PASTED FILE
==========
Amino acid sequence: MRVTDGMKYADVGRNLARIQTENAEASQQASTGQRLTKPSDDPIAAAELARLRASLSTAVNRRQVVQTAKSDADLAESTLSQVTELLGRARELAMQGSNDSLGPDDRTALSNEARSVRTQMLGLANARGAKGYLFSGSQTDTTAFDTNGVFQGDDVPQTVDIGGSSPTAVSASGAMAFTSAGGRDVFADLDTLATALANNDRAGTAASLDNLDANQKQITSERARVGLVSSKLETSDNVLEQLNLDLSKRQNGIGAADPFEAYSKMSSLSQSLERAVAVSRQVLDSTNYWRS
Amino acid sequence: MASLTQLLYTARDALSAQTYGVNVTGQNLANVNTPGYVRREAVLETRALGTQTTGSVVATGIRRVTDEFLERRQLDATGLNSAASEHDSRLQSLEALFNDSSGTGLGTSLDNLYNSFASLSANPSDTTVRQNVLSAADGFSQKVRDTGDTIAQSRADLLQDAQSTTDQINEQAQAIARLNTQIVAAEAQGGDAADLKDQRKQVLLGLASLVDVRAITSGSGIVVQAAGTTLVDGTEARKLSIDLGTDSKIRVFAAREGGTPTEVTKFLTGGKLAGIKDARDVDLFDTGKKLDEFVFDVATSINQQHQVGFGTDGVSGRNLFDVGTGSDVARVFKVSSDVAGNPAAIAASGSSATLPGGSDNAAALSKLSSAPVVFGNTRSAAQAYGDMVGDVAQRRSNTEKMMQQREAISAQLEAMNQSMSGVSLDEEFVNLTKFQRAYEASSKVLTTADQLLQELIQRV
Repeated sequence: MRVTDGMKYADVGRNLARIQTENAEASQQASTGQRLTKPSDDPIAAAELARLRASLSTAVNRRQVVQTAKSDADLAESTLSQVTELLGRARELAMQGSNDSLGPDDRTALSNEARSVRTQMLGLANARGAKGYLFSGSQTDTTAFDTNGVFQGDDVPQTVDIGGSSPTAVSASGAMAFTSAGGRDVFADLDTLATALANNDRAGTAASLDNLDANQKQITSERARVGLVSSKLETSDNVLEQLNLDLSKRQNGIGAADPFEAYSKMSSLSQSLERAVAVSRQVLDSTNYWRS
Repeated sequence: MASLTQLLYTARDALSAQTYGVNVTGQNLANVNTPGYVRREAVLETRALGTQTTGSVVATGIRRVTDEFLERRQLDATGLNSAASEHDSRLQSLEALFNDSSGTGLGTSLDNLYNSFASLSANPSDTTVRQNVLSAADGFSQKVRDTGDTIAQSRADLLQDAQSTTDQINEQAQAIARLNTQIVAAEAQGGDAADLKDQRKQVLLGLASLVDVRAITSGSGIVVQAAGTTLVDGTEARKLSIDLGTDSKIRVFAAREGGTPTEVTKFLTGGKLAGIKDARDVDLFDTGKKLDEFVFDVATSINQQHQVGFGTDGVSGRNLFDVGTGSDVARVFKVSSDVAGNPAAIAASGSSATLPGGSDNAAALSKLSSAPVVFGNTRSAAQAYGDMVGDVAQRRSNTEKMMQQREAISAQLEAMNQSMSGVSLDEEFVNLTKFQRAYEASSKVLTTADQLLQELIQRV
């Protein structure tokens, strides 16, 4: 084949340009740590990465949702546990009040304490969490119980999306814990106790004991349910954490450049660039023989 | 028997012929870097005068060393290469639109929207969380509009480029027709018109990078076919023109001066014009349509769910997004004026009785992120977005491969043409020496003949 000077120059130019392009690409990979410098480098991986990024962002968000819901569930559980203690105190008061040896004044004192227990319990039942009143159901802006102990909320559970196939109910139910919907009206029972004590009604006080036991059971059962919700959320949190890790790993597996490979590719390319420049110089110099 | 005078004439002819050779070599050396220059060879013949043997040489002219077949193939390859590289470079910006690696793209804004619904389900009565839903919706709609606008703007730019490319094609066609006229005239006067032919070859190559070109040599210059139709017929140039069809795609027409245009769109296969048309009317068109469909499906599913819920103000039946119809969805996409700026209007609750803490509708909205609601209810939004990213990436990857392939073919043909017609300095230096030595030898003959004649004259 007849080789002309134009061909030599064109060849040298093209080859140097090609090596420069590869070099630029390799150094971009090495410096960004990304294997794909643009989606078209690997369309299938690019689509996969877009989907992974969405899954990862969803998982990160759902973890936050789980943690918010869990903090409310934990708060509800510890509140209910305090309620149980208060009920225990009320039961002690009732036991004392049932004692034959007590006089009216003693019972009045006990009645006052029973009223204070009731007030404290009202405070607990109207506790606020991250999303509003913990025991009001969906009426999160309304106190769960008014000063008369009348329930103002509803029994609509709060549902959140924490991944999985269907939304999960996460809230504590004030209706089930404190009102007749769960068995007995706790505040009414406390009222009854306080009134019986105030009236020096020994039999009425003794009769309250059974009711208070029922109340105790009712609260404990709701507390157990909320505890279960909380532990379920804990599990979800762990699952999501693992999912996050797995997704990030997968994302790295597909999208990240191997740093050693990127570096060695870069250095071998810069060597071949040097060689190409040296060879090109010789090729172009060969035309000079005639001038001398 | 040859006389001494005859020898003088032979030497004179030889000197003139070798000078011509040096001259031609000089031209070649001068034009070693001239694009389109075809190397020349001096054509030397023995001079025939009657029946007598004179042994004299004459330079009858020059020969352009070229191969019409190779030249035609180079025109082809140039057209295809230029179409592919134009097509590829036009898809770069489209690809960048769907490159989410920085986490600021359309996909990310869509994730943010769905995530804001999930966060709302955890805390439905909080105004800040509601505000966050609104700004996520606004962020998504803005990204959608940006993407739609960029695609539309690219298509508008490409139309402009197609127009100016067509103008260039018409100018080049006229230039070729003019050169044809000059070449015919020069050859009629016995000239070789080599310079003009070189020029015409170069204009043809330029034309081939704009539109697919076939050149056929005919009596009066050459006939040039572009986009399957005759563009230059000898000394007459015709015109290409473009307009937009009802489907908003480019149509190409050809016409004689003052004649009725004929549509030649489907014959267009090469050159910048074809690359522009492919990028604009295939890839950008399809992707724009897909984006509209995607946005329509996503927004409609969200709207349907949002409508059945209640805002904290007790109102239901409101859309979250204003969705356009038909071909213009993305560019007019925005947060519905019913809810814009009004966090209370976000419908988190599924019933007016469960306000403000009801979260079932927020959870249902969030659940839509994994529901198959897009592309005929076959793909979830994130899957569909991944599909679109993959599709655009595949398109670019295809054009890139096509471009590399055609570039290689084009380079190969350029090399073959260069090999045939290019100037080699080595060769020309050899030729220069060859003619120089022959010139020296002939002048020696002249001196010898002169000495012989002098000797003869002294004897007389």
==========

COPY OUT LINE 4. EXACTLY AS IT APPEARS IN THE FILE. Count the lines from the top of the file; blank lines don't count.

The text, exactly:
Repeated sequence: MASLTQLLYTARDALSAQTYGVNVTGQNLANVNTPGYVRREAVLETRALGTQTTGSVVATGIRRVTDEFLERRQLDATGLNSAASEHDSRLQSLEALFNDSSGTGLGTSLDNLYNSFASLSANPSDTTVRQNVLSAADGFSQKVRDTGDTIAQSRADLLQDAQSTTDQINEQAQAIARLNTQIVAAEAQGGDAADLKDQRKQVLLGLASLVDVRAITSGSGIVVQAAGTTLVDGTEARKLSIDLGTDSKIRVFAAREGGTPTEVTKFLTGGKLAGIKDARDVDLFDTGKKLDEFVFDVATSINQQHQVGFGTDGVSGRNLFDVGTGSDVARVFKVSSDVAGNPAAIAASGSSATLPGGSDNAAALSKLSSAPVVFGNTRSAAQAYGDMVGDVAQRRSNTEKMMQQREAISAQLEAMNQSMSGVSLDEEFVNLTKFQRAYEASSKVLTTADQLLQELIQRV